War on Terror

Chris Nobrega, 2021 (Johnny C.Y. Lam for Maclean's; Mural photo: Getty Images)

An incomplete mission: For Chris Nobrega, no wars were won after 9/11

Over the past two decades, Nobrega has had a unique, occasionally jarring, view of a world in flux. Afghanistan was merely the first stage.

The terrorists are winning the ‘War on Terror’

Adnan R. Khan: Eighteen years after 9/11, the world is fractured and in turmoil. That was Osama bin Laden’s plan all along.

A veteran reporter on America’s ‘forever war’

Former New Yorker staff writer Mark Danner on the prolonged War on Terror

How the war on terror is killing America

In the 13 years since 9/11, the U.S. has become less free, more impoverished, more militarized and, worst of all, a country built on fear

The next Mali

Nigeria under siege

Africa’s most populous nation risks becoming the new battleground for the global war on terror


U.S. citizens can be targetted and killed abroad, thanks to new legal framework

If Americans living abroad are plotting an attack on the U.S., authorities can now legally kill them. U.S. Attorney General Eric Holder made the announcement yesterday, saying those colluding with al Qaeda or any other terrorist organization can be targeted “if there is an imminent threat to the United States and capturing them is not feasible,” Reuters reports.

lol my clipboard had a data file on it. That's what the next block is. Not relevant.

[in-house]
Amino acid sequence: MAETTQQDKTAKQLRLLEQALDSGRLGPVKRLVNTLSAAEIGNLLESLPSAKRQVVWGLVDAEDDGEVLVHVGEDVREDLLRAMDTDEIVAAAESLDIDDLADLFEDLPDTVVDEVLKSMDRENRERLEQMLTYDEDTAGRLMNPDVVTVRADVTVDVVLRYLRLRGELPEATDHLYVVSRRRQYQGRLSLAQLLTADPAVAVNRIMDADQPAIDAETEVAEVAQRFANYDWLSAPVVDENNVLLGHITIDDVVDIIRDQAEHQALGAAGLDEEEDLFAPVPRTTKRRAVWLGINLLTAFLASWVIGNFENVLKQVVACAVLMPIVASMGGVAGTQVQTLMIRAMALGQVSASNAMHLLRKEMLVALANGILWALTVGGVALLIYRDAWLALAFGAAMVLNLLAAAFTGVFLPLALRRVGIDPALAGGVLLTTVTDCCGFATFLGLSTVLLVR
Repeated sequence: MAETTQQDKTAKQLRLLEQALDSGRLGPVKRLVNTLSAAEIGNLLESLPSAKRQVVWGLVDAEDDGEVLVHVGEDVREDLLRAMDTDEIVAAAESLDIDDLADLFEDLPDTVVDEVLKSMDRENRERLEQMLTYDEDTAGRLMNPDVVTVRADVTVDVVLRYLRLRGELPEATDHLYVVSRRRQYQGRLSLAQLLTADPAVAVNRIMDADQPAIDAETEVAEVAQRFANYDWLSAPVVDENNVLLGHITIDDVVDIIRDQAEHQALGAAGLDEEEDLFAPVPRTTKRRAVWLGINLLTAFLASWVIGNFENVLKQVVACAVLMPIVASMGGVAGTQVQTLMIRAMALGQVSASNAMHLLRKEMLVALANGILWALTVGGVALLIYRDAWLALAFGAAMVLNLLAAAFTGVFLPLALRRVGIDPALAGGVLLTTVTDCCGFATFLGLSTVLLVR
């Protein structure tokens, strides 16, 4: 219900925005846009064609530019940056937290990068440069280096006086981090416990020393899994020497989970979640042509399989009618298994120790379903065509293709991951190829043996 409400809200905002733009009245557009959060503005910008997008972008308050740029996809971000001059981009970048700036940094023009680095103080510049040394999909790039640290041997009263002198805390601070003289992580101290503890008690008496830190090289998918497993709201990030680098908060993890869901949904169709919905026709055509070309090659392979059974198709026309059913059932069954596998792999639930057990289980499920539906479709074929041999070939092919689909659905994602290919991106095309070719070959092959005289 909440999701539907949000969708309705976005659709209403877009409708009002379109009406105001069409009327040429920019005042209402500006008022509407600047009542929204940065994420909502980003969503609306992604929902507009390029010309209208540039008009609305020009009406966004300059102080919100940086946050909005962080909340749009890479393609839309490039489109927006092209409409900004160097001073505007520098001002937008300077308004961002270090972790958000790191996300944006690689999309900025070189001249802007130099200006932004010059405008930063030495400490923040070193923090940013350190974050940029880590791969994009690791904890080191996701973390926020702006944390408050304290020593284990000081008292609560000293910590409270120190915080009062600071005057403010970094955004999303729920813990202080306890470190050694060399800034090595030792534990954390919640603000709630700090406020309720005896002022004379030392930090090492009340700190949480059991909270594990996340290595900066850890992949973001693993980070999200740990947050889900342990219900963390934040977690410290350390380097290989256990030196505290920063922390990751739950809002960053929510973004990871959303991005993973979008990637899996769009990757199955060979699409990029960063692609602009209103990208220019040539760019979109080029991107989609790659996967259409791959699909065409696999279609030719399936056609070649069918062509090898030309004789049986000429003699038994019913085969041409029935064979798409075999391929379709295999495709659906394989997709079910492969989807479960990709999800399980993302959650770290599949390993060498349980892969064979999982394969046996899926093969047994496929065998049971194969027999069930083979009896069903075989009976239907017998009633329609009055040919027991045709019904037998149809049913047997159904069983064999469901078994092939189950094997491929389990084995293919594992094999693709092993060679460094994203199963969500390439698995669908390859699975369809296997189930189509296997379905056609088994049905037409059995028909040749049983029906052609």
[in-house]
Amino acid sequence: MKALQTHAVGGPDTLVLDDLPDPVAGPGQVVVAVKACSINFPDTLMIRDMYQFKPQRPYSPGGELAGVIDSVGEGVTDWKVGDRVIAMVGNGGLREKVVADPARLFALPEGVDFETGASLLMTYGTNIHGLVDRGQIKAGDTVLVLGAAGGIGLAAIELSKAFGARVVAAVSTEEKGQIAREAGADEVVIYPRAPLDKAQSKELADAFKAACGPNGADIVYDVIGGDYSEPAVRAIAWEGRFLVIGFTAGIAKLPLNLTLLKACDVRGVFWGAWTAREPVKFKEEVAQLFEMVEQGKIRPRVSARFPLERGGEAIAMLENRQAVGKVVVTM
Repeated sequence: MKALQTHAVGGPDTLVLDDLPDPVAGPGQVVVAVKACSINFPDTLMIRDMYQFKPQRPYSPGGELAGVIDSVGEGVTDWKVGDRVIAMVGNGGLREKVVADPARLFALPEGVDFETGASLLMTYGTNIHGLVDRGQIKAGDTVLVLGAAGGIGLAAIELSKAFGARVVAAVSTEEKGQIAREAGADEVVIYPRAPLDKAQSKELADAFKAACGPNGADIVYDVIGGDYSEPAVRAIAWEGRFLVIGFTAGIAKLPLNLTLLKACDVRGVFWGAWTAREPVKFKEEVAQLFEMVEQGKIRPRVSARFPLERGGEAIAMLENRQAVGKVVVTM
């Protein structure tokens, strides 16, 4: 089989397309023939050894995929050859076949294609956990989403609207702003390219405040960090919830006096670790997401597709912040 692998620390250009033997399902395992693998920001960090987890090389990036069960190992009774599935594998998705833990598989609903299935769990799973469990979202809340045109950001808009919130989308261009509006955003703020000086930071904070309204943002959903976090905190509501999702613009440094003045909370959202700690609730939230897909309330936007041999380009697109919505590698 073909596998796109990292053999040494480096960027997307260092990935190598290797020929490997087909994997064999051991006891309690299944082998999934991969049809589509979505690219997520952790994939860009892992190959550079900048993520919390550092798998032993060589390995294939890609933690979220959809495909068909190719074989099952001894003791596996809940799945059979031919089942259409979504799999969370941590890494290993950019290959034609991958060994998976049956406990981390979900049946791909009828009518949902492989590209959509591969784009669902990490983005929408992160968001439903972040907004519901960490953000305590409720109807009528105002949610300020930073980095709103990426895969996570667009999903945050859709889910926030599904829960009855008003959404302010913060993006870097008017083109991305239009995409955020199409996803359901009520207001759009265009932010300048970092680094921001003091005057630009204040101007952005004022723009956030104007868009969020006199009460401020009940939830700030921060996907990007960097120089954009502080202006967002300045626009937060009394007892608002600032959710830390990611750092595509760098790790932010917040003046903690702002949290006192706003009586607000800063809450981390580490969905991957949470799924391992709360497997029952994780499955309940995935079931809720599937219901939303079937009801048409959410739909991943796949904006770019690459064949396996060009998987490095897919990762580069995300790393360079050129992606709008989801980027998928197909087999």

The war on terror 10 years on

The war on terror 10 years on

Andrew Coyne and Paul Wells debate the successes and failures of the world’s response after 9/11 and how safe we are today


‘Afghanistan is no longer a threat to the world’

Stephen Harper visits Afghanistan.

Did torture help the U.S. find bin laden?

Did torture help the U.S. find bin Laden?

The terrorist’s death sparks a debate over interrogation tactics


What’s on bin Laden’s Hard Drive?

Wouldn’t he take the precaution of encrypting his communications?


Abuse in a time of fear

Barbara Falk compares the Rosenbergs and Omar Khadr.


Here come the Lions

Chris Morris’s Four Lions has debuted to uneasy but strong reviews at the Sundance Film Festival. It may be the most eagerly awaited English-language comic project on the planet. Morris is a unique figure—a secretive, almost reclusive English radio and TV writer who occasionally emerges from hiding to spray vitriol at the Establishment and, generally, the self-satisfied and delusional. His series The Day Today and Brass Eye cannot be watched without the viewer being astonished that such jokes and surreal images ever made it to air. Even to think of them makes one redden in shame for the masses of herd-followers who think of Conan O’Brien as hip and transgressive.